Kyrgyz food is the product of a long history of pastoral nomadism and is overwhelmingly meat-based, which means that virtually all of the traditional dishes contain meat. If you are vegetarian you can, however, ask for vegetarian food and in many cases will receive a tasty vegetarian meal without much hassle, or you can purchase your own fresh fruit, vegetables, and fresh bread from one of the many small stands or food bazaars that are ubiquitous in every city. While some people from the West think of large vegetables as desirable, small and flavourful is the rule here. The same approach is valid for pistachios and almonds as well. Washing vegetables before consumption is recommended.
Besh barmak (literally: five fingers, because the dish is eaten with one’s hands) is the national soupy dish of Kyrgyzstan (Kazakhs would probably disagree). For preparation, a sheep or horse is slaughtered and boiled in a large pot. The resulting broth is served as a first course. The meat is then divided up between those at the table. Each person in attendance receives the piece of meat appropriate to their social status. The head and eyes are reserved for guests of honour. The remaining meat is mixed in with noodles and, sometimes with onions, and is traditionally eaten from a large common dish with the hands, although nowadays more often with a fork or spoon. If you can land an invitation to a wedding, you’ll most likely get a chance to eat besh barmak, although you can also find it in traditional restaurants. Kyrgyz people like soupy food in general, those foods that are served as a kind of pasta in Russia such as pelmene, they prefer as soup.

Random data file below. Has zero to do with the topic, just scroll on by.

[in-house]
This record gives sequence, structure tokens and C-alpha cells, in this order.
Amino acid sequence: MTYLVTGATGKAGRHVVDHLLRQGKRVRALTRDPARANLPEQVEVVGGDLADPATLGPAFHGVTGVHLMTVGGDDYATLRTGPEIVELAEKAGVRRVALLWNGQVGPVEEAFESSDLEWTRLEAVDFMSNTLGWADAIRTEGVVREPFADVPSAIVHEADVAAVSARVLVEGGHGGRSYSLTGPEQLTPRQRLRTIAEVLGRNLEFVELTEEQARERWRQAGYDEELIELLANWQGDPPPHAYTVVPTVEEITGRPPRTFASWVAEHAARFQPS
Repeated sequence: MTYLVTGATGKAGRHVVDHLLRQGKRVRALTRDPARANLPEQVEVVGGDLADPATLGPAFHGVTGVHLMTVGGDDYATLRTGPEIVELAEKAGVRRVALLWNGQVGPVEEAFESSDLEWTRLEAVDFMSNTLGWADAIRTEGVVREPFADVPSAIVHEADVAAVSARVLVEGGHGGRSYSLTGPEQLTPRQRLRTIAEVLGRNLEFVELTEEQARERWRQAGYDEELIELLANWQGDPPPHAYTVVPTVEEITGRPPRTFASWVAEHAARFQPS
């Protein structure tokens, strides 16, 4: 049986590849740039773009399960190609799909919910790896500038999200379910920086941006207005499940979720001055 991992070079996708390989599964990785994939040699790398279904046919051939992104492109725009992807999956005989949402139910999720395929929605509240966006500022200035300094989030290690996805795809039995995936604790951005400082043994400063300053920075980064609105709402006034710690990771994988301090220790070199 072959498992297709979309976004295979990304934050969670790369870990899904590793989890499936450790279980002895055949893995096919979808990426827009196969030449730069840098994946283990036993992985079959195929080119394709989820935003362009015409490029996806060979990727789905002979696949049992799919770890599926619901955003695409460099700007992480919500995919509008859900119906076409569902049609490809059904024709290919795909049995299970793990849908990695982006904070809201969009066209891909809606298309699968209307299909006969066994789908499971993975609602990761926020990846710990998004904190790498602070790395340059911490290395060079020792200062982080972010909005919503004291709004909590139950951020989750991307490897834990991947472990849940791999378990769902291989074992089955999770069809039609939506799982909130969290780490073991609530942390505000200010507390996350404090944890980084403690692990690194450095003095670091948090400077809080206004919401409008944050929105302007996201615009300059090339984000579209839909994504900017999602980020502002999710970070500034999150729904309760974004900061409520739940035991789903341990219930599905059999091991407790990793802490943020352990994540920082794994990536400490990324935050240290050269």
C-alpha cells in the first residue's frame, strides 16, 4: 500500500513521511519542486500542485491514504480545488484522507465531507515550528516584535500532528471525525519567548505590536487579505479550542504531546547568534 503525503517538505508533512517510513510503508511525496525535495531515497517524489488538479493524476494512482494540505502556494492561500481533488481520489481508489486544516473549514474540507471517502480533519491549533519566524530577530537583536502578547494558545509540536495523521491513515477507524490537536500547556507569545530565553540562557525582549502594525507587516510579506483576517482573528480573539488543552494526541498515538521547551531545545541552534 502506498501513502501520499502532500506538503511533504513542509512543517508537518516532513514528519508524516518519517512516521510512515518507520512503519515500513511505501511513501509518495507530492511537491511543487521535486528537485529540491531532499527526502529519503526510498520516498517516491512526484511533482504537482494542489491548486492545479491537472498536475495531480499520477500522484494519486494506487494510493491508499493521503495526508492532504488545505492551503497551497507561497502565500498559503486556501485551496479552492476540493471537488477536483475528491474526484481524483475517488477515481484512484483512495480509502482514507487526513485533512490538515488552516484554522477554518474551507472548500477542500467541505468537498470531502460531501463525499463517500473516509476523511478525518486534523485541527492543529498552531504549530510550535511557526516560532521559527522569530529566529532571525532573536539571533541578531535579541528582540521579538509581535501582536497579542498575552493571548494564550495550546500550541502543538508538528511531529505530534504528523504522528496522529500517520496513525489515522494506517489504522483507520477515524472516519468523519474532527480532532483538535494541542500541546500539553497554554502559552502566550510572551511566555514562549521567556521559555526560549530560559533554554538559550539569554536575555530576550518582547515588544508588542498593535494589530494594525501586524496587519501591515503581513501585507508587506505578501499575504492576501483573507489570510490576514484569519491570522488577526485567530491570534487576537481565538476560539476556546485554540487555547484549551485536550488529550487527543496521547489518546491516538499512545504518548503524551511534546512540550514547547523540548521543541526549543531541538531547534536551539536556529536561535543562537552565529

Most other dishes encountered in Kyrgyzstan are common to the other countries of Central Asia as well. Plov or osh is a pilaf dish that at a minimum includes julienne carrots, onion, beef or mutton, and plenty of oil, sometimes raisins. Manti are steamed dumplings that normally contain either mutton or beef, but occasionally pumpkin. Samsa are meat (although sometimes vegetable or cheese) pies that come in two varieties: flaky and tandoori. Flaky somsa are made with a phyllo dough while tandoori somsa have a tougher crust, the bottom of which is meant to be cut off and discarded, not eaten. Lagman is a noodle dish associated with Uyghur cuisine, but you can find everywhere from Crimea to Ujgurs. Most of the time it is served as soup, sometimes as pasta. The basic ingredients of lagman (plain noodles and spiced vegetables mixed with mutton or beef) can be fried together, served one on top of the other, or served separately. Shashlik (shish kebabs) can be made of beef, mutton, or pork and are normally served with fresh onions, vinegar and bread.
Almost all Kyrgyz meals are accompanied by tea (either green or black) and a circular loaf of bread known as a lepeshka. The bread is traditionally torn apart for everyone by one person at the table. In the south of Kyrgyzstan, this duty is reserved for men, but in the north it is more frequently performed by women. Similarly, tea in the north is usually poured by women, while in the south it is usually poured by men.